To help plow through slews of financial reports, the office is contracting outside accountants to scrutinize the statements to pinpoint trouble spots, leaving in-house accountants to follow up.
The additional scrutiny is designed to ferret out everything from overspending to malfeasance, which was the case at another LAUSD charter, New Academy Canoga Park in the San Fernando Valley, where the school's board alerted district officials to possible wrongdoing.
A subsequent district audit found $3 million unaccounted for from 2007 to 2009. Principal Edward Fiszer was sentenced to five years in prison last December after pleading guilty to embezzling $1.4 million to play the stock market. The school was allowed to remain open after adopting a series of financial safeguards.
Some problems are difficult to detect. At Crescendo Schools last year, the then-executive director instructed principals at six schools to show teachers state standardized tests, give students quizzes based on test questions and deny seeing the test if asked. Two teachers called the district to report the cheating, which led the state to invalidate the schools' 2010 scores.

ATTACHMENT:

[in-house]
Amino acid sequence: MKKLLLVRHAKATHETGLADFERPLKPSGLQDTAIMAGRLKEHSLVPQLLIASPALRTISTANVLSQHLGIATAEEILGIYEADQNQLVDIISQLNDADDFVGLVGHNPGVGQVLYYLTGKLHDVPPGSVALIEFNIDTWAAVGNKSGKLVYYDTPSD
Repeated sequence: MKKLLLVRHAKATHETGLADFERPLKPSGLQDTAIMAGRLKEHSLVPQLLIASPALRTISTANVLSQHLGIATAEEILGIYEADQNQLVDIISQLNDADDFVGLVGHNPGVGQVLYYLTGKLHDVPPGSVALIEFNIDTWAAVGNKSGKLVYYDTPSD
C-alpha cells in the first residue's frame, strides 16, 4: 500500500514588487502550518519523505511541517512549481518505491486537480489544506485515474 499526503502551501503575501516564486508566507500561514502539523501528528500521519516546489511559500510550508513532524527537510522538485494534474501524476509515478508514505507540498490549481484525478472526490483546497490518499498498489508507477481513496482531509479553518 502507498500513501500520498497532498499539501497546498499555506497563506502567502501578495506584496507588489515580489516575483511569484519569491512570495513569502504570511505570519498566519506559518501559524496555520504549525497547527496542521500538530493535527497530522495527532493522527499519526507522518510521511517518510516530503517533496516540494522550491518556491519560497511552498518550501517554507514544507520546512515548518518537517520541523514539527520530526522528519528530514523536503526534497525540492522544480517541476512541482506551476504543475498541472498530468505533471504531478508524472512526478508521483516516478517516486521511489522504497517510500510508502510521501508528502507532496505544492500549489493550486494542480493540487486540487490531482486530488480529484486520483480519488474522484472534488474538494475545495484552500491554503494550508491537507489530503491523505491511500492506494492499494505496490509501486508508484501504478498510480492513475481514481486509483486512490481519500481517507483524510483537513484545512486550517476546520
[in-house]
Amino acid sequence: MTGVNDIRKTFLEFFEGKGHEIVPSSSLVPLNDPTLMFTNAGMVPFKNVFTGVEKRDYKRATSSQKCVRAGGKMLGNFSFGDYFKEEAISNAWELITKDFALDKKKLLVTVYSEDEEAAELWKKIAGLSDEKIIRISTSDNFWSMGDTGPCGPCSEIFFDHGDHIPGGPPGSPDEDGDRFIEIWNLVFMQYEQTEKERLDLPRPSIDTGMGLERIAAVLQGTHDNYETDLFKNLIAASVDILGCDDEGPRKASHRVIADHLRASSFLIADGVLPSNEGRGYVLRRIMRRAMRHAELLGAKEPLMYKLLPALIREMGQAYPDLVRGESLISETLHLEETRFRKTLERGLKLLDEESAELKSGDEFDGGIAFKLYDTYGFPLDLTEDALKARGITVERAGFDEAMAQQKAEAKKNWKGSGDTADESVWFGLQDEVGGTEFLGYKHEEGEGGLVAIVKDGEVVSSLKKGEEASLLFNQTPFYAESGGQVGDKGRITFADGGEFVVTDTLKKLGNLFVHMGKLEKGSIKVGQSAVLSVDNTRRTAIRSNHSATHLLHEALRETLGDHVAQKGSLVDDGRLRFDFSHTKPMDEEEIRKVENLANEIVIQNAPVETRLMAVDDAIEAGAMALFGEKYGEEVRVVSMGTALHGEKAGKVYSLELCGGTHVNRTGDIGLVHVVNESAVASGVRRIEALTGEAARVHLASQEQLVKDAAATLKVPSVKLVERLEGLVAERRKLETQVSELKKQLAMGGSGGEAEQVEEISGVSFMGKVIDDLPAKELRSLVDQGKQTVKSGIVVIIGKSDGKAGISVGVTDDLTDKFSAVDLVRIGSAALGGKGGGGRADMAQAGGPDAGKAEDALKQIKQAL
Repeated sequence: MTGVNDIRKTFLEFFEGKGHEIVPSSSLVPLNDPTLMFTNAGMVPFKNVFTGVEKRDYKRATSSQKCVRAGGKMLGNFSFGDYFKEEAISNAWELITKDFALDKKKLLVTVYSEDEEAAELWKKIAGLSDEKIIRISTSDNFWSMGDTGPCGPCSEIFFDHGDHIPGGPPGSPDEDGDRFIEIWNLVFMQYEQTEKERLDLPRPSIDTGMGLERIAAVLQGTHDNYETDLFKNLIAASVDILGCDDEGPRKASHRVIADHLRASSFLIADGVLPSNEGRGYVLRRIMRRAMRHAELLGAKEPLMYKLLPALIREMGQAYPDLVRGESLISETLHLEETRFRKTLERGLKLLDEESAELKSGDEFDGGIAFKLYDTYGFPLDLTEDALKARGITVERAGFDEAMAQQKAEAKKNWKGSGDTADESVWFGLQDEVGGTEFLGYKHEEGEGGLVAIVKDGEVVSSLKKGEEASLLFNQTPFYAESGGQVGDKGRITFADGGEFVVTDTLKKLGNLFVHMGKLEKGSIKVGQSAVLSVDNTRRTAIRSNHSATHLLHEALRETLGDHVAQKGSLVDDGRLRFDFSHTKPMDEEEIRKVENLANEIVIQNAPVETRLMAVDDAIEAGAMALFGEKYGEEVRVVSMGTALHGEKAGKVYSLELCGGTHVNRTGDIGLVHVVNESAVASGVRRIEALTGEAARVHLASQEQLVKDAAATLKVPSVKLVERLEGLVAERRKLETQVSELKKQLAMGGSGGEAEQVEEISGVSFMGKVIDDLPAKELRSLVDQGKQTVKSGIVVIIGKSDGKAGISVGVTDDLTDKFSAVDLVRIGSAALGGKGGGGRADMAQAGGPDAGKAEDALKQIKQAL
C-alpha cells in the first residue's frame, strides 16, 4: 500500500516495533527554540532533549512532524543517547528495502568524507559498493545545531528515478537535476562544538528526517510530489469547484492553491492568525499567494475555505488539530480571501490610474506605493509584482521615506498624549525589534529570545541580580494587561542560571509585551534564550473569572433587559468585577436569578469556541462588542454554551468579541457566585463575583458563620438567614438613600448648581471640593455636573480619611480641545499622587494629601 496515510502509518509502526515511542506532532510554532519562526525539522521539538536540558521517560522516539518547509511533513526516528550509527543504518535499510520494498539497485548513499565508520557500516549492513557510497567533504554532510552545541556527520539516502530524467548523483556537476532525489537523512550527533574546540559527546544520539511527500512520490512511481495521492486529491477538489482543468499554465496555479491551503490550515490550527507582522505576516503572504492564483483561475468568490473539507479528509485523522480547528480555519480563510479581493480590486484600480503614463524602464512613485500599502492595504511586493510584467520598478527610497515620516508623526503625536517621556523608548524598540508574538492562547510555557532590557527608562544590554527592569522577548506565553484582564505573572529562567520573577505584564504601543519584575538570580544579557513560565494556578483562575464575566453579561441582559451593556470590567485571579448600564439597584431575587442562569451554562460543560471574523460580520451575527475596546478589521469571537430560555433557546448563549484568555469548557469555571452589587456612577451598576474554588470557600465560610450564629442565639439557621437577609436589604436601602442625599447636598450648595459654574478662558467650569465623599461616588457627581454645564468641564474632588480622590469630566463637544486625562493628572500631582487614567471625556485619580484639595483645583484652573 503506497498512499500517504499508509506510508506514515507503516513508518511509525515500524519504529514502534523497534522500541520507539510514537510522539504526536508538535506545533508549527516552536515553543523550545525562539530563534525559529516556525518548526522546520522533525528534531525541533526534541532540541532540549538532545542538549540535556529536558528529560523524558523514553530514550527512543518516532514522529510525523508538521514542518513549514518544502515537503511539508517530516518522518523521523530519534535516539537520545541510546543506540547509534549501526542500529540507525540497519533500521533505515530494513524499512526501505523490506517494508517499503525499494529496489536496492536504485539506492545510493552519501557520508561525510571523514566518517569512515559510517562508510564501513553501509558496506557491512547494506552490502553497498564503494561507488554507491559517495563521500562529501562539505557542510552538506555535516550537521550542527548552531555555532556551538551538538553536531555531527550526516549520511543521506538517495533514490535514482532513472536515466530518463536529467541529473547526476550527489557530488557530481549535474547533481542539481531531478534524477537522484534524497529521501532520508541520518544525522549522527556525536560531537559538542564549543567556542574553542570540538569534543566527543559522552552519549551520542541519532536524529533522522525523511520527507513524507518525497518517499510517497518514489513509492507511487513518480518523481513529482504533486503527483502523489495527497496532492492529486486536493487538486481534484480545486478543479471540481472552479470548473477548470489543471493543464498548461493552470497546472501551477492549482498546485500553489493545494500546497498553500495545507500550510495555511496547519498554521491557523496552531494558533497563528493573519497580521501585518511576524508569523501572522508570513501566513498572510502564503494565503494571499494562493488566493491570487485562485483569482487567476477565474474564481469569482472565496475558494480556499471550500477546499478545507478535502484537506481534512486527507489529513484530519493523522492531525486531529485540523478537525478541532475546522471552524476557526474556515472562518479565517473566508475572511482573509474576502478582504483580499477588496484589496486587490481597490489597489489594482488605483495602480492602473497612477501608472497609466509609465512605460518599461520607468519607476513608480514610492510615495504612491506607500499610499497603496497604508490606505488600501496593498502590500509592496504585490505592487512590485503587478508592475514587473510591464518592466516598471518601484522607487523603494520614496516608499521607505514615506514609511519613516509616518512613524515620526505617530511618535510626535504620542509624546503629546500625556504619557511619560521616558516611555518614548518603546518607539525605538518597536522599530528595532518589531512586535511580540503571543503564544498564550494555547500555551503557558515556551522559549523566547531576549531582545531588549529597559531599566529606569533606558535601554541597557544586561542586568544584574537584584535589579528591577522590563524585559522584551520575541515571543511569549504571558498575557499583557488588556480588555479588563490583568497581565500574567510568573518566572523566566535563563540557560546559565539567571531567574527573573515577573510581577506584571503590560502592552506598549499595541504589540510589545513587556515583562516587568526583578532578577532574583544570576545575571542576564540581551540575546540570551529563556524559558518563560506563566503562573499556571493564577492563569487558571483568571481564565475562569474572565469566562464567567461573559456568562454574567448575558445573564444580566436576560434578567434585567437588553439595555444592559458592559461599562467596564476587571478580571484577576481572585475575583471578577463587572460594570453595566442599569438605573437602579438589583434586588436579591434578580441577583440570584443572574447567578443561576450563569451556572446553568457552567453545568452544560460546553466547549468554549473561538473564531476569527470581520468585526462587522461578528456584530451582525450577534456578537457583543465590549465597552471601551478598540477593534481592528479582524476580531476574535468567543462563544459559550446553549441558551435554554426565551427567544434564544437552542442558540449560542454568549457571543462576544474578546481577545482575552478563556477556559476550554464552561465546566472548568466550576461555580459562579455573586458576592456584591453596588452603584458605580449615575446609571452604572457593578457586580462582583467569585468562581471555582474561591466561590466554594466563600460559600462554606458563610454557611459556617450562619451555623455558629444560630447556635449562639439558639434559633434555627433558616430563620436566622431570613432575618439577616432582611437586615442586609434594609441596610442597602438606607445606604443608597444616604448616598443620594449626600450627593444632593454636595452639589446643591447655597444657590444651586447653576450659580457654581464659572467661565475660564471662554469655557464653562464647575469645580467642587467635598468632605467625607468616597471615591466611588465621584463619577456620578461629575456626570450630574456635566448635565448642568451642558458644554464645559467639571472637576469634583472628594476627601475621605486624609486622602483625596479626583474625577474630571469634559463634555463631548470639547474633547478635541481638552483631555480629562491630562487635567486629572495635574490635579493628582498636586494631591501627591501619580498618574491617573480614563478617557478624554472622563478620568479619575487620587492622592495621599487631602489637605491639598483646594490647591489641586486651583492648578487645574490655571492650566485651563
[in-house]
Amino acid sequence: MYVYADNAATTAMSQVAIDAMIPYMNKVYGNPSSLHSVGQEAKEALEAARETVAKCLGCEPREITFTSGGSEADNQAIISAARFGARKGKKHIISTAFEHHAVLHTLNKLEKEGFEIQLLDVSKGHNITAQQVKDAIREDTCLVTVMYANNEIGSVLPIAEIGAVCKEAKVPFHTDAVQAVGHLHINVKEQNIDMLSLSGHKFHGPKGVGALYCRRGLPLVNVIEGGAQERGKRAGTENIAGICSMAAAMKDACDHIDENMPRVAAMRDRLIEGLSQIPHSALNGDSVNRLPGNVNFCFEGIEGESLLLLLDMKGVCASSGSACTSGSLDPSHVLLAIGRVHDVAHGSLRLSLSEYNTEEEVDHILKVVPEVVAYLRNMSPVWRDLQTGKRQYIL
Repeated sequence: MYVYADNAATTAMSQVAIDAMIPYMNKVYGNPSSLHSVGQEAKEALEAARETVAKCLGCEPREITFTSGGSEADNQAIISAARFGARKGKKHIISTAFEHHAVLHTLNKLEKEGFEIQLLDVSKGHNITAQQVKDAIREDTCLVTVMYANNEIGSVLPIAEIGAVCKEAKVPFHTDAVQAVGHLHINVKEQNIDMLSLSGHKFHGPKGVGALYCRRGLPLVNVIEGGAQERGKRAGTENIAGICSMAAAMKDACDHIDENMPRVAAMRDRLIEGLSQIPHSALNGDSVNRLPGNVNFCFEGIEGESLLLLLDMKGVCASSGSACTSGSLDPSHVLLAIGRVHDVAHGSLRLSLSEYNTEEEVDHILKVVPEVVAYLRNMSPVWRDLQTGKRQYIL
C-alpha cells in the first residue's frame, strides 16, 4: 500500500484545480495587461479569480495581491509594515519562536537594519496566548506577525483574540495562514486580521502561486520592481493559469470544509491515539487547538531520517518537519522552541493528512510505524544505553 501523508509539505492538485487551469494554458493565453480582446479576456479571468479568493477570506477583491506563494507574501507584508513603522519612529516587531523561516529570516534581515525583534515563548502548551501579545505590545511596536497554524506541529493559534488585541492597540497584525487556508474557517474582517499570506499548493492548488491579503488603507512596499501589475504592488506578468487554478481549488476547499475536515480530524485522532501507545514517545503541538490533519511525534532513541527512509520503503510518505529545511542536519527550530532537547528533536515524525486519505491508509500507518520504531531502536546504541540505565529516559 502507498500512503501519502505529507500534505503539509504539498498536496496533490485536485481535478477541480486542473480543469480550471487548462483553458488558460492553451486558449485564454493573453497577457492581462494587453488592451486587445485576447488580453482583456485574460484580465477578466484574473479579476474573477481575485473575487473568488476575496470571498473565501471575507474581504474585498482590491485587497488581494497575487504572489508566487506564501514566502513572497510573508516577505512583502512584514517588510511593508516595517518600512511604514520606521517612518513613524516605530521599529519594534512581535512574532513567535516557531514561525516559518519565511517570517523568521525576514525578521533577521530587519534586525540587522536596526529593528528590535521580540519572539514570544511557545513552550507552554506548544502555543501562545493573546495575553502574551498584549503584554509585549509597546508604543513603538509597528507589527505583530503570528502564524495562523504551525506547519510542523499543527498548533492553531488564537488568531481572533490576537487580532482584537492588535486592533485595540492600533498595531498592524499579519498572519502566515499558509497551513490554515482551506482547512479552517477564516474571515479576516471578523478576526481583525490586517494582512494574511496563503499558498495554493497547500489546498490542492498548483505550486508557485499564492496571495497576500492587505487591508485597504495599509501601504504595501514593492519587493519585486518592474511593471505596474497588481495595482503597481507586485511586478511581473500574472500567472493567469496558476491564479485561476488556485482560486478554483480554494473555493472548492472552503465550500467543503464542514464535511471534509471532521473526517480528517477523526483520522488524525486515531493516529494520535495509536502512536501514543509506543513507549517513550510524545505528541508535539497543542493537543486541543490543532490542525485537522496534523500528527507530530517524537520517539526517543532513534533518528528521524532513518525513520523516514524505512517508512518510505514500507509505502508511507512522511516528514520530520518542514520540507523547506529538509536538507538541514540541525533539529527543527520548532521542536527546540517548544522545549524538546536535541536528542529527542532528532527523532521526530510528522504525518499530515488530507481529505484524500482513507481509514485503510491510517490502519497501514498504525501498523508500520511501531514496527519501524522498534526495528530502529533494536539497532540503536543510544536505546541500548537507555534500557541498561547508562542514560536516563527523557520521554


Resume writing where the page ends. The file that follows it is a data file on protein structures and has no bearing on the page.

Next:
After moving to shut down the six schools, the district pulled back after the responsible administrators were removed and other reforms put in place.
Experts note that traditional schools run into misconduct and other problems, too, but say charters are held more accountable.
"Bad charter schools are easier to shut down," said Robin Lake, associate director of the University of Washington's Center on Reinventing Public Education. "With bad traditional schools, it's just assumed they'll go on into perpetuity."
Still, closures are politically difficult with school boards and other authorizers facing hordes of anxious parents pleading to keep their school open.
"It's not particularly easy. Closure is a very blunt instrument," said Hudnut. "These are parents who believe in their students. It's very, very personal for them, but they often have little idea of what we're dealing with."
Crescendo parents, who erupted in loud applause and cries of "amen" when district Superintendent John Deasy recently announced that the schools would most likely remain open, saw the test cheating as a separate issue from their kids' education.